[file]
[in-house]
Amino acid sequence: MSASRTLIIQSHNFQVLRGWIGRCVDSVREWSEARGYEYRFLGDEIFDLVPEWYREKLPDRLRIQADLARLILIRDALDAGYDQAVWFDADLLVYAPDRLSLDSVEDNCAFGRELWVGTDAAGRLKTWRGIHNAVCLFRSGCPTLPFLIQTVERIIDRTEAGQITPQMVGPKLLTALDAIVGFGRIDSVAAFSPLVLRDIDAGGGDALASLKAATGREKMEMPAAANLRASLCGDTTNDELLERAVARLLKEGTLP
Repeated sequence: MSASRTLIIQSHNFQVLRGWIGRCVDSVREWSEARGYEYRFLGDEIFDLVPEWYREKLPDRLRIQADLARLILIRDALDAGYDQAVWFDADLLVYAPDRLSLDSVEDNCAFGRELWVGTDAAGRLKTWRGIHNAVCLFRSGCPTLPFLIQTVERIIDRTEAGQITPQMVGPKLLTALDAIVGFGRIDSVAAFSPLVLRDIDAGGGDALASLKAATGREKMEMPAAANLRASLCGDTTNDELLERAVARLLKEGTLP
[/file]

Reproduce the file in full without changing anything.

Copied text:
[in-house]
Amino acid sequence: MSASRTLIIQSHNFQVLRGWIGRCVDSVREWSEARGYEYRFLGDEIFDLVPEWYREKLPDRLRIQADLARLILIRDALDAGYDQAVWFDADLLVYAPDRLSLDSVEDNCAFGRELWVGTDAAGRLKTWRGIHNAVCLFRSGCPTLPFLIQTVERIIDRTEAGQITPQMVGPKLLTALDAIVGFGRIDSVAAFSPLVLRDIDAGGGDALASLKAATGREKMEMPAAANLRASLCGDTTNDELLERAVARLLKEGTLP
Repeated sequence: MSASRTLIIQSHNFQVLRGWIGRCVDSVREWSEARGYEYRFLGDEIFDLVPEWYREKLPDRLRIQADLARLILIRDALDAGYDQAVWFDADLLVYAPDRLSLDSVEDNCAFGRELWVGTDAAGRLKTWRGIHNAVCLFRSGCPTLPFLIQTVERIIDRTEAGQITPQMVGPKLLTALDAIVGFGRIDSVAAFSPLVLRDIDAGGGDALASLKAATGREKMEMPAAANLRASLCGDTTNDELLERAVARLLKEGTLP